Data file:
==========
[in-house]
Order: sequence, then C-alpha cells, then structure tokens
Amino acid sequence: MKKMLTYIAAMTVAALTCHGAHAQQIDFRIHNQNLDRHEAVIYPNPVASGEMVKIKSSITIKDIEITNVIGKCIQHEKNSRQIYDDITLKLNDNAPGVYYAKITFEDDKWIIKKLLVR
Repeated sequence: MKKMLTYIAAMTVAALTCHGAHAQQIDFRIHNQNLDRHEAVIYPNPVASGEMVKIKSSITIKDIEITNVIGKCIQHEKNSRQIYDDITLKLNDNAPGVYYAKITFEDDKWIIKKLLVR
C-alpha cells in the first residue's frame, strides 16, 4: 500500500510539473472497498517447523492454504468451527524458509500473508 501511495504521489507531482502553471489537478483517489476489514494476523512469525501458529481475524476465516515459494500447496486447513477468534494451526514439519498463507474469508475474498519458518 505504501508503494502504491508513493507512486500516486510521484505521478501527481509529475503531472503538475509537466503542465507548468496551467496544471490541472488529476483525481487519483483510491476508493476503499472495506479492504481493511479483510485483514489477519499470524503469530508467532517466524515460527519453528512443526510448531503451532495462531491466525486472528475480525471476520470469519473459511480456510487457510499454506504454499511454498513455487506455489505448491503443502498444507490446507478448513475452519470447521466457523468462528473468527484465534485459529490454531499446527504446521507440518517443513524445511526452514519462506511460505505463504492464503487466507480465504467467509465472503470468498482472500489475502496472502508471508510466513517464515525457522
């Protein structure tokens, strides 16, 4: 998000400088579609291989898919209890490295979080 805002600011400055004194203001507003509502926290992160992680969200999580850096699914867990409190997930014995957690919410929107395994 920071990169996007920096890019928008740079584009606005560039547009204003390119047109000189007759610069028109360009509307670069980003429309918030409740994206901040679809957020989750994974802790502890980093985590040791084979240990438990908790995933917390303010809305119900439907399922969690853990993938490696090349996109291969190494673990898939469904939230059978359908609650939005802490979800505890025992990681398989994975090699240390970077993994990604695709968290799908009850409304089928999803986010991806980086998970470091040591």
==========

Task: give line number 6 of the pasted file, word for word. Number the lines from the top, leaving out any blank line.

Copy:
């Protein structure tokens, strides 16, 4: 998000400088579609291989898919209890490295979080 805002600011400055004194203001507003509502926290992160992680969200999580850096699914867990409190997930014995957690919410929107395994 920071990169996007920096890019928008740079584009606005560039547009204003390119047109000189007759610069028109360009509307670069980003429309918030409740994206901040679809957020989750994974802790502890980093985590040791084979240990438990908790995933917390303010809305119900439907399922969690853990993938490696090349996109291969190494673990898939469904939230059978359908609650939005802490979800505890025992990681398989994975090699240390970077993994990604695709968290799908009850409304089928999803986010991806980086998970470091040591």